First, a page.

A couple of days ago my oldest son cut his back while playing outside. It seemed deep enough to warrant the cut being cleaned out and a band aide. Now, my son doesn’t deal too well with the thought of pain. He freaks out if he knows pain might be coming. He asked if it would hurt when I cleaned it. I told him that it was only water but that it might hurt a little. He started to freak out and kept on saying, “This is going to hurt. This is going to hurt.” This seemed like an opportune time for some wisdom. I said to him, “Don’t feel the pain before it happens. Maybe instead of telling yourself how much this is going to hurt, you should tell yourself that you can do this.” He started repeating, “I can do this. I can do this. I can do this.” After we had finished he told me that it didn’t hurt at all. Funny how that goes. He built up the pain in his head for no reason.
How many times do we feel the pain before it happens?
It’s not just physical pain, but emotional pain as well. Have you ever just kept on telling yourself something bad is going to happen in a relationship? Have you ever preemptively pushed someone away because you believed they were going to hurt you? Or, pushed someone away because you believed you were going to hurt them? Have you ever avoided potential conflict because you rehearsed how bad it could go? Have you ever not enjoyed a moment because you didn’t want to be disappointed later? Are you always waiting for the other shoe to drop?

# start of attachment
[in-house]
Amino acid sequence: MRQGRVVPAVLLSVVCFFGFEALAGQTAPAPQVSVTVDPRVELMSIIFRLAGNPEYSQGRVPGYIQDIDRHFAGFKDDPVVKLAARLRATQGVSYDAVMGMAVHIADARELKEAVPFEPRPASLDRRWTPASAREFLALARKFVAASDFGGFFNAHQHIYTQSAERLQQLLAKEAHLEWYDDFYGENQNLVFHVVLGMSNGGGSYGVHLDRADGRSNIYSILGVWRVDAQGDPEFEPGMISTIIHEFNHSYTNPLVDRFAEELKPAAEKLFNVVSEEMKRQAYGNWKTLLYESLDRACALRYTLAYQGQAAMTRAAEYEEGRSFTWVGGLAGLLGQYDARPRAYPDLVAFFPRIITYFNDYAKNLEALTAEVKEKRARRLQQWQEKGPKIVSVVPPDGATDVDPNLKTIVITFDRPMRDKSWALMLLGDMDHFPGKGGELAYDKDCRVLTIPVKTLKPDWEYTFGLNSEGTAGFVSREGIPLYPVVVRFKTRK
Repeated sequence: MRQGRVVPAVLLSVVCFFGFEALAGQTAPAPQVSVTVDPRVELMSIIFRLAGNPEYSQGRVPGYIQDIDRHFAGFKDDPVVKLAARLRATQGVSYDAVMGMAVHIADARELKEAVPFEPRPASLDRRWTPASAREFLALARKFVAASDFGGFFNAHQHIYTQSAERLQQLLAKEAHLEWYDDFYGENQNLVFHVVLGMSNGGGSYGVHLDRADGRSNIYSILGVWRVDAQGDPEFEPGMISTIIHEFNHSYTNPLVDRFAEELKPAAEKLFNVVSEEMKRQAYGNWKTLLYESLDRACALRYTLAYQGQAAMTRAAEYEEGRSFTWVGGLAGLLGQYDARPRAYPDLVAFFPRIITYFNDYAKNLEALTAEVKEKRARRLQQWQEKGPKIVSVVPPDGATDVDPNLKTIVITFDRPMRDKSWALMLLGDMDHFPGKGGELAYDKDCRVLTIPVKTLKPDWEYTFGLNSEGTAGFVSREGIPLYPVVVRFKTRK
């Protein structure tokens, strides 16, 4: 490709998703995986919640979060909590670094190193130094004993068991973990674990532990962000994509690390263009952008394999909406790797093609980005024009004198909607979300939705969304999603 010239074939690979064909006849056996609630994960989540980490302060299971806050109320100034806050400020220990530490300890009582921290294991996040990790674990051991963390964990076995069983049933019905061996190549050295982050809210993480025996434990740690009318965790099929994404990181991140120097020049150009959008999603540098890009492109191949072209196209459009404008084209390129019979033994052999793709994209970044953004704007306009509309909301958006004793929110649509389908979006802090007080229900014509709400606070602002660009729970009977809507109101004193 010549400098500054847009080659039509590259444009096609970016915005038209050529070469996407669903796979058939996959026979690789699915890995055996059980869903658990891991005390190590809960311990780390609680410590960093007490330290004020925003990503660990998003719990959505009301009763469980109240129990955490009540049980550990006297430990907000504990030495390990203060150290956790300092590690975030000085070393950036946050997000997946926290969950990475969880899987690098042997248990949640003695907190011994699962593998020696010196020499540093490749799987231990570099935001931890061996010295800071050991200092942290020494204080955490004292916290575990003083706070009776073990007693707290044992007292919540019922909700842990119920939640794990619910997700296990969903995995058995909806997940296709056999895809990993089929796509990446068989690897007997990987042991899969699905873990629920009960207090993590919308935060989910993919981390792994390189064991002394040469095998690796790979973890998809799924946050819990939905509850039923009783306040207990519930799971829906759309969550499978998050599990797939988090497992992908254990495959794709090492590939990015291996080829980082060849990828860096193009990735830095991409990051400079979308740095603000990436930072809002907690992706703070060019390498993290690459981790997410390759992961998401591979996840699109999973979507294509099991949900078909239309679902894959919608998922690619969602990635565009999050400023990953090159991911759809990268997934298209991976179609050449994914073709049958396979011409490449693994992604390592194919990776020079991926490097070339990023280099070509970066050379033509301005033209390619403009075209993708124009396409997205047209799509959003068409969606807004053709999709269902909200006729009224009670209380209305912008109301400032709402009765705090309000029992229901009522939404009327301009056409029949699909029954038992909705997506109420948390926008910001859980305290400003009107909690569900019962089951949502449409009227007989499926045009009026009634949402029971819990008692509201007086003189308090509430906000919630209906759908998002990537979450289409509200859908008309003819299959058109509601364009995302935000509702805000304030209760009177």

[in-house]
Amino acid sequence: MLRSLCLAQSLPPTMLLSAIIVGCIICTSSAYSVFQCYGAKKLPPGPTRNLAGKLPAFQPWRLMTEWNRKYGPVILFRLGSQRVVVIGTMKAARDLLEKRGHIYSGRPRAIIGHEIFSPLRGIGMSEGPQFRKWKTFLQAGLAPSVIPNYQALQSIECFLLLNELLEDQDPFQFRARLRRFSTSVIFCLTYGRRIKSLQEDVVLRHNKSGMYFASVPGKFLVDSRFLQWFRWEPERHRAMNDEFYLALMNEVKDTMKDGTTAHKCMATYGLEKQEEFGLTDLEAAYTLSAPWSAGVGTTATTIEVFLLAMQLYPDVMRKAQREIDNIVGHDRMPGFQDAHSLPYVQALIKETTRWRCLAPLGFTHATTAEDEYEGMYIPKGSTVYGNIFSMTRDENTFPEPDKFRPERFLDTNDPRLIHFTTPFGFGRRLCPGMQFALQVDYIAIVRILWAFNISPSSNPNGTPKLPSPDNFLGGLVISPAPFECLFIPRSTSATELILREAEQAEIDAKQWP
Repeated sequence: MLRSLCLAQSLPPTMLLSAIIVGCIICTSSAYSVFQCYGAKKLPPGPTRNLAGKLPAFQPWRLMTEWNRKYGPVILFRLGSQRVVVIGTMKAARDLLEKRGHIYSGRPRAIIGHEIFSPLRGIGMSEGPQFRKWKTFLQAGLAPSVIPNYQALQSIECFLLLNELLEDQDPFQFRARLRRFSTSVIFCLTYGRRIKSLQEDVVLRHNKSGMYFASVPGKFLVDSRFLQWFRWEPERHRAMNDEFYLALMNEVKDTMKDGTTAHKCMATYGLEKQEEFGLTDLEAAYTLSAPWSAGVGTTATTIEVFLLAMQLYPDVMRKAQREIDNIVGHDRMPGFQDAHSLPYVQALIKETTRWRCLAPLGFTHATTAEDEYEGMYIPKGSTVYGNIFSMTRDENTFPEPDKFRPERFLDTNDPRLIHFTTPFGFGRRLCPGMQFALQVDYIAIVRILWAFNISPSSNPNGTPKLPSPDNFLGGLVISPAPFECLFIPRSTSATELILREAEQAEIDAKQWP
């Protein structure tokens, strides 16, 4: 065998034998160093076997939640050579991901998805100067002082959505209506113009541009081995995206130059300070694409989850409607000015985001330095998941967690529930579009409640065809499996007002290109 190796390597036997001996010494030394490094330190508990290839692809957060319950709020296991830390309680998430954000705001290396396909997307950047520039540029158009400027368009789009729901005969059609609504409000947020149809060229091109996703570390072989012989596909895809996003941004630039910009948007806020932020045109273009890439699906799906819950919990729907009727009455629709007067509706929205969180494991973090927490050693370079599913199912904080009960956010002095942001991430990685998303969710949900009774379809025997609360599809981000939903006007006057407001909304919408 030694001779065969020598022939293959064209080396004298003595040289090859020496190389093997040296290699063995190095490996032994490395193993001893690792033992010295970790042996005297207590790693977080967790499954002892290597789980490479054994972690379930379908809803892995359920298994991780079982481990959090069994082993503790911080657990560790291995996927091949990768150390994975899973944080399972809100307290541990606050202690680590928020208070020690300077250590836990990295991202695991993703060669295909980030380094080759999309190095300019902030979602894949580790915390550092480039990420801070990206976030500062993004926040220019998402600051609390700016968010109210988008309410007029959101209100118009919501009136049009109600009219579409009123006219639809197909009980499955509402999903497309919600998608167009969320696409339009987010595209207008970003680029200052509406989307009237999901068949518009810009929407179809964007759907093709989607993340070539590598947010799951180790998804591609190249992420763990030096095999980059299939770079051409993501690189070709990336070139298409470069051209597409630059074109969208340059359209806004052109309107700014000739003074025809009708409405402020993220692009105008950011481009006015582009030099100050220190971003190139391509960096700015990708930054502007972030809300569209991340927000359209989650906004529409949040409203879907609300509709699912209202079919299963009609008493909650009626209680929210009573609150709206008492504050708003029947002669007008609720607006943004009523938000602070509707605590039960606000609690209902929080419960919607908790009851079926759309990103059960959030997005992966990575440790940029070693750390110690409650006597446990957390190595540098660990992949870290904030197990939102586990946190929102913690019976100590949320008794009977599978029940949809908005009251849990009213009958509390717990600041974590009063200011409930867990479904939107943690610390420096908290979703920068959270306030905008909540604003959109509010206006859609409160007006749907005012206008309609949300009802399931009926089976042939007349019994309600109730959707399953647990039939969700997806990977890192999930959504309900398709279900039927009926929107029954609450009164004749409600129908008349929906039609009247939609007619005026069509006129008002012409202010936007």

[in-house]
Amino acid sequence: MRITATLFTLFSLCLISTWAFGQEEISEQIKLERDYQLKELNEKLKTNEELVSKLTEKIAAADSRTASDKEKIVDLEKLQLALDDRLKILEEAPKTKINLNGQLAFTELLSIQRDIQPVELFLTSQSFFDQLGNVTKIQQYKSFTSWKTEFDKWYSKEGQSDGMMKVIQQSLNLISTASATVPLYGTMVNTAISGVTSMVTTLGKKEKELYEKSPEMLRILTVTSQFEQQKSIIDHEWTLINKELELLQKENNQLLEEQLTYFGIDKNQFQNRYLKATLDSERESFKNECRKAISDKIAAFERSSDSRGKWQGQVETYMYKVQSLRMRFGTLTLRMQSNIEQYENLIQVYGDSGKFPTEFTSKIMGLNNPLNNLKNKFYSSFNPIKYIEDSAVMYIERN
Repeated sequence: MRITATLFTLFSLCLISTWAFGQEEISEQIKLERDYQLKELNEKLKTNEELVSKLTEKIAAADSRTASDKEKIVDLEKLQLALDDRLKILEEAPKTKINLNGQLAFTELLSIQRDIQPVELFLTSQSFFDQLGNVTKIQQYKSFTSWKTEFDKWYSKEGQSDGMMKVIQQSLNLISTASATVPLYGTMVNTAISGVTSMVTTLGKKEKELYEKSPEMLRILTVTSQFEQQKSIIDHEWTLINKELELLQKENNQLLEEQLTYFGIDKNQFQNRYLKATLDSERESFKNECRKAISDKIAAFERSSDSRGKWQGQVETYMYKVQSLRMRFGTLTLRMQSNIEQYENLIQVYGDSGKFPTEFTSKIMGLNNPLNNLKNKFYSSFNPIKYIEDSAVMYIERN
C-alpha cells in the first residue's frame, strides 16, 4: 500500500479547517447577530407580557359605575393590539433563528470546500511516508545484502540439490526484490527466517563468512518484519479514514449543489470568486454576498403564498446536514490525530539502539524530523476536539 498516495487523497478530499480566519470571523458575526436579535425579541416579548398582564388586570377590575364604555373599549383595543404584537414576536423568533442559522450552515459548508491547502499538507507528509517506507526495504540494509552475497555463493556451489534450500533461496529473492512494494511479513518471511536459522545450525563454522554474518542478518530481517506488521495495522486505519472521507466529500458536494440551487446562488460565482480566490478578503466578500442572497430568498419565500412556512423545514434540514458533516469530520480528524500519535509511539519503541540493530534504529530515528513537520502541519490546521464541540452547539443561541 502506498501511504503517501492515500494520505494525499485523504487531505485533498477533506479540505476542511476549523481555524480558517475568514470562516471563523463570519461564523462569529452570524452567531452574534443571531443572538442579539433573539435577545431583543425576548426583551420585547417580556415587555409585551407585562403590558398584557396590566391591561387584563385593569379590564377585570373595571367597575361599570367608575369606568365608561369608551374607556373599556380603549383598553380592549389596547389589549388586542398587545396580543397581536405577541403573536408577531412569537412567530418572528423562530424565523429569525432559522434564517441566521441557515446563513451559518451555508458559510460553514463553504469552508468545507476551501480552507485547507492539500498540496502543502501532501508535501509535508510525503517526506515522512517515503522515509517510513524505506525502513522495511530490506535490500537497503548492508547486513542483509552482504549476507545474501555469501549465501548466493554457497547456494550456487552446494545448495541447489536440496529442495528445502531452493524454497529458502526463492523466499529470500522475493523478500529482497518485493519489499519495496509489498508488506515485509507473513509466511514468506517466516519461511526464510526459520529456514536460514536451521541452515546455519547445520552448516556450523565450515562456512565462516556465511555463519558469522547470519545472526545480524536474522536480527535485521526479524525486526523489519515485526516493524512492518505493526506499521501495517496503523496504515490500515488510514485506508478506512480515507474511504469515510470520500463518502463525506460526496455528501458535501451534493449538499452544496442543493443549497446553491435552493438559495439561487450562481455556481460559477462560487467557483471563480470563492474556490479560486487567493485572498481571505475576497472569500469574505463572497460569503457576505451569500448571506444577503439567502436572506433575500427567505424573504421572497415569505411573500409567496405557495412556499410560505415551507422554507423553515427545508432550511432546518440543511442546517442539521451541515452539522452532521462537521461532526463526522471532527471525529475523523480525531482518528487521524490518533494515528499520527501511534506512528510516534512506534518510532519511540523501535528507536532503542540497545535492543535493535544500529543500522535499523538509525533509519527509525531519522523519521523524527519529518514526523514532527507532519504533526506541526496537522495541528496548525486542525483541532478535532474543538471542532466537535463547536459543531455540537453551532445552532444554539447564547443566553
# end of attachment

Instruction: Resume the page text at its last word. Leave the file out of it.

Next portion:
I believe this is a way of feeling pain before it happens.
Brené Brown in her book, Daring Greatly, writes, ““We’re trying to beat vulnerability to the punch. We don’t want to be blindsided by hurt. We don’t want to be caught off guard, so we literally practice being devastated or never move from self-elected disappointment.”
So, while I try to pass wisdom to my children, I have to remember to listen myself.